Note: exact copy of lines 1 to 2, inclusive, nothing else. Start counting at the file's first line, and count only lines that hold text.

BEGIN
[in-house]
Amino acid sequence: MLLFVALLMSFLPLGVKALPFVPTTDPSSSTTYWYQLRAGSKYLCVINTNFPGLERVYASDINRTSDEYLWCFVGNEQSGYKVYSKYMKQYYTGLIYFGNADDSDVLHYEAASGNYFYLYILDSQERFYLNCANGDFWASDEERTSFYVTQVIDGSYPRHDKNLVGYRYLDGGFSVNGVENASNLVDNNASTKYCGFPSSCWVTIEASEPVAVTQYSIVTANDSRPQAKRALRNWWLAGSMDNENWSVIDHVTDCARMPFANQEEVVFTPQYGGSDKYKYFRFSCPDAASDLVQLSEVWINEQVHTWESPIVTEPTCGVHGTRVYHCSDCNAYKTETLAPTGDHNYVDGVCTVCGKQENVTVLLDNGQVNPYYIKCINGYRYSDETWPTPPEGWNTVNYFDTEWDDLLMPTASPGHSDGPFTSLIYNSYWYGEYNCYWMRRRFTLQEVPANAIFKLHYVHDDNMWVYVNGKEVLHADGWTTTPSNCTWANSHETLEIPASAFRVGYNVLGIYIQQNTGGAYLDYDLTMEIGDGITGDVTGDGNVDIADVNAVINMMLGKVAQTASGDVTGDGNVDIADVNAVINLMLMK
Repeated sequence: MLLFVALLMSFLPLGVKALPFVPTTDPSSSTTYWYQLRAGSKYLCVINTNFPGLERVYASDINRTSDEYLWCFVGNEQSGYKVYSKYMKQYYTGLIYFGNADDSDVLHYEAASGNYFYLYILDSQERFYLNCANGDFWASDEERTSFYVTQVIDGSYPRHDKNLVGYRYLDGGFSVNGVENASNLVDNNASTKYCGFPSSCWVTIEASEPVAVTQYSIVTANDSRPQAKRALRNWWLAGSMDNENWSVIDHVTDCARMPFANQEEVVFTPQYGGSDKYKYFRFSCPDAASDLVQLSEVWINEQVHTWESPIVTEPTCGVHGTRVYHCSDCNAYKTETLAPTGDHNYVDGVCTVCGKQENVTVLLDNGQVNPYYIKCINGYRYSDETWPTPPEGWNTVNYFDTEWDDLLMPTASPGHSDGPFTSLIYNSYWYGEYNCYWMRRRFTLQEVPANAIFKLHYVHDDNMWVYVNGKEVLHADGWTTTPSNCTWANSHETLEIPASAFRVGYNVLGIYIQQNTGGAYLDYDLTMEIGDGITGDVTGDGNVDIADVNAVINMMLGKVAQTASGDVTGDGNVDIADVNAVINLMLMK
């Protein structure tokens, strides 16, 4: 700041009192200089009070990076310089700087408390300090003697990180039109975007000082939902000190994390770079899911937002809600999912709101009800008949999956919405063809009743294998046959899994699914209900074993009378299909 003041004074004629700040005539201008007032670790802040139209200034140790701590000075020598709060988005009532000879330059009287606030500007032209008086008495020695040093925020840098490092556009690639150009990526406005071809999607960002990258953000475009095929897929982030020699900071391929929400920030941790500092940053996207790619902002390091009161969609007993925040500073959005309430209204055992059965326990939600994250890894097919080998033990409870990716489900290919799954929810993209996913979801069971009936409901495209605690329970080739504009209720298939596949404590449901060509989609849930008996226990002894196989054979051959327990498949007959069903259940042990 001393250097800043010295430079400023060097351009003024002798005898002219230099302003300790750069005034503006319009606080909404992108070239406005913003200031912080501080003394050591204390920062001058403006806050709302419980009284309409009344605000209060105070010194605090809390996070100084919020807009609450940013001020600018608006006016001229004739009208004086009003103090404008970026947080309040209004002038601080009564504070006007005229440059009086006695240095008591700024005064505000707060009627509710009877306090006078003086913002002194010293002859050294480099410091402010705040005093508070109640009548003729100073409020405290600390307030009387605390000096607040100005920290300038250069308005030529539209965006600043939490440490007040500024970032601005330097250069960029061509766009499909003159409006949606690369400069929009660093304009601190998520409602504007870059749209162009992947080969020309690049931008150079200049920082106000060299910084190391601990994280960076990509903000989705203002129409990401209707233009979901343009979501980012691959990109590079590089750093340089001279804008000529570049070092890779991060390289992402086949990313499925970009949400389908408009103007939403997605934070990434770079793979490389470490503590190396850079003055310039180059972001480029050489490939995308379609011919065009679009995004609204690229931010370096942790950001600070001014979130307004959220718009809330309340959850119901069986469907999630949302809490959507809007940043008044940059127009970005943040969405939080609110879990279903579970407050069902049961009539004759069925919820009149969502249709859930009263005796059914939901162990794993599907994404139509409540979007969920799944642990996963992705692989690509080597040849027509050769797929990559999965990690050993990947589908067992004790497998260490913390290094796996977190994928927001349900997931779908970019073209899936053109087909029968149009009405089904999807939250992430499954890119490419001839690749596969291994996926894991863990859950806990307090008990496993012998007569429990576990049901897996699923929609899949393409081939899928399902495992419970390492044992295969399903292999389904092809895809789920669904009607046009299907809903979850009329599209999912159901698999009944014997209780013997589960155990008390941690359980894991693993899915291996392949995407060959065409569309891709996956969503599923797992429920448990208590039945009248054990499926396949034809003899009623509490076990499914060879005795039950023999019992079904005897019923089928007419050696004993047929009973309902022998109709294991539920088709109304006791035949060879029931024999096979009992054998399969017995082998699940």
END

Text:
[in-house]
Amino acid sequence: MLLFVALLMSFLPLGVKALPFVPTTDPSSSTTYWYQLRAGSKYLCVINTNFPGLERVYASDINRTSDEYLWCFVGNEQSGYKVYSKYMKQYYTGLIYFGNADDSDVLHYEAASGNYFYLYILDSQERFYLNCANGDFWASDEERTSFYVTQVIDGSYPRHDKNLVGYRYLDGGFSVNGVENASNLVDNNASTKYCGFPSSCWVTIEASEPVAVTQYSIVTANDSRPQAKRALRNWWLAGSMDNENWSVIDHVTDCARMPFANQEEVVFTPQYGGSDKYKYFRFSCPDAASDLVQLSEVWINEQVHTWESPIVTEPTCGVHGTRVYHCSDCNAYKTETLAPTGDHNYVDGVCTVCGKQENVTVLLDNGQVNPYYIKCINGYRYSDETWPTPPEGWNTVNYFDTEWDDLLMPTASPGHSDGPFTSLIYNSYWYGEYNCYWMRRRFTLQEVPANAIFKLHYVHDDNMWVYVNGKEVLHADGWTTTPSNCTWANSHETLEIPASAFRVGYNVLGIYIQQNTGGAYLDYDLTMEIGDGITGDVTGDGNVDIADVNAVINMMLGKVAQTASGDVTGDGNVDIADVNAVINLMLMK